Biomass the Oldest Renewable Biofuel – Developments

September 18, 2008

This clip from Wikipedia explains the comment in the title. Today when we talk biomass in the biofuel context we might think of switchgrass grown for ethanol, saw milling waste or soya beans for biodiesel production – but in fact the wood fire was the first example of a biomass fuel and is still a very important fuel in developing countries.

 

Biomass - Wikipedia, the free encyclopedia.jpg


from: WIKIPEDIA
(click image for full story online)

 

This defines biomass as

Biomass refers to living and recently dead biological material that can be used as fuel or for industrial production. Most commonly, biomass refers to plant matter grown to generate electricity or produce biofuel, but it also includes plant or animal matter used for production of fibers, chemicals or heat. Biomass may also include biodegradable wastes that can be burnt as fuel. It excludes organic material which has been transformed by geological processes into substances such as coal or petroleum.

Two recent stories illustrate what is happening in this area.

 

Biofuels brief_ Huge growth for UK biomass.jpg


from: Farmers Weekly Interactive
(click image for full story online)

 

This article considers biomass from recycled wood, processing co-products (palm kernel or distillers grains, for example), agricultural wastes (straw, chicken manure and so on) and energy crops.

It refers to announcements in recent months to develop more than 1,000MW of electricity generation from biomass. It also identifies increasing quantities of biomass being co-fired in large coal plants and used in industrial-sized operations. It expands on the activities of a number of companies.

 

Bioenergy pact between Europe and Africa.jpg


from: BIOPACT
(click image for full story online)

 

This is an amazing story of a €150 million project to produce enough electricity for 90,000 households, by burning chicken manure, that went online in the beginning of September.

The plant is owned and operated by utility company Delta, cooperative DET, ZLTO and Austrian Energy & Environment A.G. (a consortium including Siemens Nederland N.V.). It will use approximately 440,000 tons of chicken manure a year, roughly one third of the total amount produced in the Netherlands.

It is interesting that while producing electricity the project solves a number of problems from complaints by the UKto the smell produced when Holland spread manure on their fields, to the release of Methane and the high cost of alternate disposal.

The ash from the plant will be used in fertilisers. There are opportunities for the manure from the remainder of Holland’s chickens and from other countries of Europe.

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Biogas in Californian Dairies

September 16, 2008

This presentation on the potential of biogas production from dairy waste in California is interesting and presents some useful data.


Challenges to Biogas Production and Use on California s Dairy Farms – Get more Legal Forms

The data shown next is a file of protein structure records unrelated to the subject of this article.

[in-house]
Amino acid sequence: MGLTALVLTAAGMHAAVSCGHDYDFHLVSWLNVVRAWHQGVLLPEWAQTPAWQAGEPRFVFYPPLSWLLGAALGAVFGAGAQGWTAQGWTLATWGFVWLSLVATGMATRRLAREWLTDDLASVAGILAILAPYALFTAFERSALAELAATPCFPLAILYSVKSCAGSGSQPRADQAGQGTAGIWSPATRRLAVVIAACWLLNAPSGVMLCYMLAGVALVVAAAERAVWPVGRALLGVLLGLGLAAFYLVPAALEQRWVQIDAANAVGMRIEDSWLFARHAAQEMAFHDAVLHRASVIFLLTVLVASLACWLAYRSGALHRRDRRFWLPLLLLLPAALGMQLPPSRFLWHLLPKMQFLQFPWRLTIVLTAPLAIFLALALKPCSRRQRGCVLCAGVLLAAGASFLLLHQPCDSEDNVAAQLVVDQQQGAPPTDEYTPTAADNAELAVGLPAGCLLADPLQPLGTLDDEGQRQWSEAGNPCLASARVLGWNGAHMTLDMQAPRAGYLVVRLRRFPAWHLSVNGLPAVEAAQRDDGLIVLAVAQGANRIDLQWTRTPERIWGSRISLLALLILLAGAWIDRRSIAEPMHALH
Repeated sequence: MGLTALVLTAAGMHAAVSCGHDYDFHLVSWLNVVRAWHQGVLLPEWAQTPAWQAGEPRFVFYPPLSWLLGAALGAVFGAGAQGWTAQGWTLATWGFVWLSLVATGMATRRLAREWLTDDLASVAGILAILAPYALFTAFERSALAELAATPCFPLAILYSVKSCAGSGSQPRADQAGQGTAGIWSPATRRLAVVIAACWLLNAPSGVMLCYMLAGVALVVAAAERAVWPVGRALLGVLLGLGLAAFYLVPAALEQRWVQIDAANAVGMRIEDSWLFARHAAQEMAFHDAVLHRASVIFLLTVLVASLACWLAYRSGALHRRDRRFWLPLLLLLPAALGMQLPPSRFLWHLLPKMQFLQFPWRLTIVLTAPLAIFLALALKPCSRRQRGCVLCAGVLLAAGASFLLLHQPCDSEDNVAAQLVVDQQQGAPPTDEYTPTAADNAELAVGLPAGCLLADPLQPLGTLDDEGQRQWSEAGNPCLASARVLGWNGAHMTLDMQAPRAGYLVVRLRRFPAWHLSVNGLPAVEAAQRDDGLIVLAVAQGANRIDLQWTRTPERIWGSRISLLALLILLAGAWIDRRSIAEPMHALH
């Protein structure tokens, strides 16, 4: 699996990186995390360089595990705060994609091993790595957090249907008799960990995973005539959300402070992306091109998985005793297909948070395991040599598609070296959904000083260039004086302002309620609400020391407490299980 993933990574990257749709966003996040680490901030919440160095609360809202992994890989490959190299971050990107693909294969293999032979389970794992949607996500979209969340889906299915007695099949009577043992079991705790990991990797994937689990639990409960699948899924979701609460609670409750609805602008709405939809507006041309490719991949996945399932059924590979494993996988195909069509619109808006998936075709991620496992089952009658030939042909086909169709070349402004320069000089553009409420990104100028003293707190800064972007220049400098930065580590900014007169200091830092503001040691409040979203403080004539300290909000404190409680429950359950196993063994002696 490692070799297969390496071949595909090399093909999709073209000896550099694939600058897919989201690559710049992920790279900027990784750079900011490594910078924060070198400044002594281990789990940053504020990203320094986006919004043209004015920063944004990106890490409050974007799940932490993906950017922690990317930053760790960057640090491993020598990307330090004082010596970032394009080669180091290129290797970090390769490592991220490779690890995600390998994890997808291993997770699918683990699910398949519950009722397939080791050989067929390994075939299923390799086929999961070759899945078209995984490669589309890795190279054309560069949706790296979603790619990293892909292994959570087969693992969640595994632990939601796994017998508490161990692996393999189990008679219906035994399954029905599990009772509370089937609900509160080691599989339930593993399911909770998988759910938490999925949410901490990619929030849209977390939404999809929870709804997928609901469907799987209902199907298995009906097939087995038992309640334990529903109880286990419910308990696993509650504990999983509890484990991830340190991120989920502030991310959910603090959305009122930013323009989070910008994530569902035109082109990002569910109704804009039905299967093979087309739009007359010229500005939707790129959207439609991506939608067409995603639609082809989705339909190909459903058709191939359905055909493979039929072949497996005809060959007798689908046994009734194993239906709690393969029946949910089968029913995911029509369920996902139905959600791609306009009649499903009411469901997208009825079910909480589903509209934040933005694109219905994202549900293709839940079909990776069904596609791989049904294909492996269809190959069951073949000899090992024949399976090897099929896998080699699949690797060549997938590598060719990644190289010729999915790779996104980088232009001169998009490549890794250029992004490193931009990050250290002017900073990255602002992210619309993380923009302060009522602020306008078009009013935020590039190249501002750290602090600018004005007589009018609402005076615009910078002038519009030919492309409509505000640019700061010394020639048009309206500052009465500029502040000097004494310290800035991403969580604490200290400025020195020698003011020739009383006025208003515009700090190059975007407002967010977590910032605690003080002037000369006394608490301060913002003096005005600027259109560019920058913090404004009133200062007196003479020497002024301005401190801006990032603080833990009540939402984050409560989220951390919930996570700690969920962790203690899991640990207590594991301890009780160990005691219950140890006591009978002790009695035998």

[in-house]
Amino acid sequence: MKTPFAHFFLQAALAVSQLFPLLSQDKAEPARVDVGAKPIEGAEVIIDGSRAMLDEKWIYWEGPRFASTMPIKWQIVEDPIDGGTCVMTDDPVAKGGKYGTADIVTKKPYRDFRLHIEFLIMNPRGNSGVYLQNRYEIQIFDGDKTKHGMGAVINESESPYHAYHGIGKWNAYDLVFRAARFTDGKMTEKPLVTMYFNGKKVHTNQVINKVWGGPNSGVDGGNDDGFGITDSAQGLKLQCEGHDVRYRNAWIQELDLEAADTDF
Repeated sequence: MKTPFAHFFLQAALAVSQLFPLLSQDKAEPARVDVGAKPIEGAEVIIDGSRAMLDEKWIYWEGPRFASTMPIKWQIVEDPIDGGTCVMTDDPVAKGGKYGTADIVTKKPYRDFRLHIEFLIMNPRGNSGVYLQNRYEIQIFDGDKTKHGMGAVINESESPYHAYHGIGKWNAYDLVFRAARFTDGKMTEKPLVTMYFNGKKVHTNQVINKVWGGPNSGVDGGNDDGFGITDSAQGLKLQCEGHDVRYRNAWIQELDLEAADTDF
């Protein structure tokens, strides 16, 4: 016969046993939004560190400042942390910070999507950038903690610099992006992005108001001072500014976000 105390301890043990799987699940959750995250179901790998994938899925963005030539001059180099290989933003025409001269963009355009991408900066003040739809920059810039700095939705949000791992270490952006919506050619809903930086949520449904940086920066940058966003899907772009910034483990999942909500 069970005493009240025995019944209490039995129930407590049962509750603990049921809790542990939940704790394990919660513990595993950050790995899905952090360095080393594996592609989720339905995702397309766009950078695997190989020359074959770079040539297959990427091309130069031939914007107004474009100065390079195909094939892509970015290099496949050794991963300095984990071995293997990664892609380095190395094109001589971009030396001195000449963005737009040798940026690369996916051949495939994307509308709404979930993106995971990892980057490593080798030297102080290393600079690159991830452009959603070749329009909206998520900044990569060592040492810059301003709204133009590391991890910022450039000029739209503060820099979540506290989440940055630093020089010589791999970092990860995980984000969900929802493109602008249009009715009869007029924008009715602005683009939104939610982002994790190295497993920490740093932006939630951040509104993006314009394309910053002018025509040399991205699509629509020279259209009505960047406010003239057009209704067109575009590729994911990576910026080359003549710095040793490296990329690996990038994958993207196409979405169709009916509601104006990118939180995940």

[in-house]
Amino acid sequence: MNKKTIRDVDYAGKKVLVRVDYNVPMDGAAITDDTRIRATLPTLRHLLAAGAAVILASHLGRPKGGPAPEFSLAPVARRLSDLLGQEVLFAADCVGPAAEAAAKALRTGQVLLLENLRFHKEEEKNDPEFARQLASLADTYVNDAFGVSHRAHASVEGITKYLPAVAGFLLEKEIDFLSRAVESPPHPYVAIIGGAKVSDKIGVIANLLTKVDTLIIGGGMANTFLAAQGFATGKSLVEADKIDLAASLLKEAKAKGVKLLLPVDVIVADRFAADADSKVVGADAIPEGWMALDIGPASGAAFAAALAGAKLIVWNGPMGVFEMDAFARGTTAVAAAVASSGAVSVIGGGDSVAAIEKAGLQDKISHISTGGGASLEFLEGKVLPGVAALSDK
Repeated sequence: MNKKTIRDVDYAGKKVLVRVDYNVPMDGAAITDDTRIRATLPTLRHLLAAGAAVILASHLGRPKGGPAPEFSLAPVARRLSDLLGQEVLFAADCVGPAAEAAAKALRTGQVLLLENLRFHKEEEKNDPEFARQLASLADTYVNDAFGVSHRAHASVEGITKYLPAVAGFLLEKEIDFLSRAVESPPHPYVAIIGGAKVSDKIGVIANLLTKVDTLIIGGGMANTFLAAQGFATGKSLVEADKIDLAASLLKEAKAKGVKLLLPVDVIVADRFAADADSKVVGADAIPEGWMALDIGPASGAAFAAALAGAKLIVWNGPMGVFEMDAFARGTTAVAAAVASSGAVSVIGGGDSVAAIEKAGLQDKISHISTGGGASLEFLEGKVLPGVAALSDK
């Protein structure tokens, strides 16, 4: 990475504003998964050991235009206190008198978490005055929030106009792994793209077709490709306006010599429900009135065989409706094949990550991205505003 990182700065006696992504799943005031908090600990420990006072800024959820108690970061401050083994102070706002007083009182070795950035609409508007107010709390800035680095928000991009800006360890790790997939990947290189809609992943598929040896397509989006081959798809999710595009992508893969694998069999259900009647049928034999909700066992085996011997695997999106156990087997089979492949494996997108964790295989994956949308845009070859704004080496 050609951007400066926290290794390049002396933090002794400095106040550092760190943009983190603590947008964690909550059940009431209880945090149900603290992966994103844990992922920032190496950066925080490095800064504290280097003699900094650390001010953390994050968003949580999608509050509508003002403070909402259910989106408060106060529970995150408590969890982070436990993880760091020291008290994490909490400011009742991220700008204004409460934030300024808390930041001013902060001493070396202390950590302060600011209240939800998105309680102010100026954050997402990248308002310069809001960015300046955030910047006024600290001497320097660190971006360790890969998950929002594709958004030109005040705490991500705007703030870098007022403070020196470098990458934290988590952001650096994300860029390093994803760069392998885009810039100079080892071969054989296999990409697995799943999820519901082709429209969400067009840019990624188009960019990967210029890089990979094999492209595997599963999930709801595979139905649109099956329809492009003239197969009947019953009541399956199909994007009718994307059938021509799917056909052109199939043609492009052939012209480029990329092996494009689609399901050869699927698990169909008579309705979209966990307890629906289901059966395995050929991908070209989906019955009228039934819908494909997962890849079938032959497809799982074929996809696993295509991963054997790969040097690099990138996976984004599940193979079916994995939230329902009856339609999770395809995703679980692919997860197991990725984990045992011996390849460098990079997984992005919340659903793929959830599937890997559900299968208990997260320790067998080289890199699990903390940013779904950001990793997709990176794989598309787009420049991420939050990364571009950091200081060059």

I am able to email you this document if you require, please click here and leave the embedded text in the subject line.


Now The Water Footprint!

August 28, 2008

We had the carbon footprint, but now its the water footprint that is threatening to constrain how we make food.

Water Footprints Make A Splash | Worldwatch Institute.jpg

from: Worldwatch
(click image for full story online)

 

The water footprint concept is introduced because of the overall shortage of water that is expected as a result of the growing population and the changes in eating habits.

Some of the interesting examples given in the article are:

it is estimated the 4,645 average liters of water that Britons consume daily leads the country to import 62 percent of its water sources

livestock production requires the most water resources in the food chain. One hamburger, for instance, needs 2,400 liters of water on average.


UK Produced Biodiesel – Writing on The Wall

July 19, 2008

I wrote this some weeks ago but failed to post it because of my travels!

Two announcements – the closure of processing in the UK by D2 oil and the opening of a “micro biodiesel facility” that will use waste oil and jatropha oil by De-Ord Fuel indicate the over optimism around Jatropha and the uncertainty in the market.

De-Ord launches jatropha, waste oil biodiesel plant in England.jpg

from: Biofuels Digest
(click image for full story online)

 

De-Ord’s micro plant, which will produce only 4.5 million litres a year will distribute biodiesel directly to bus and truck fleets. This, along with careful raw material sourcing will apparently allow it to be sustainable and possibly become a model for other European installations.

On the other hand D1 Oils has had to close and sell off plant as they are unable to compete with US imports using rapeseed as a feedstock. They will therefore be concentrating on their Jatropha operations, which have been part of their business approach since their establishment. The fact that inputs are required to optimise Jatropha production and that full scale production, which seemed to be pretty much in control 2 years ago,

D1 Oils - Breeding & planting programme.jpg

is only due in 2011 are the realities compared to the hype that abounds in many projects.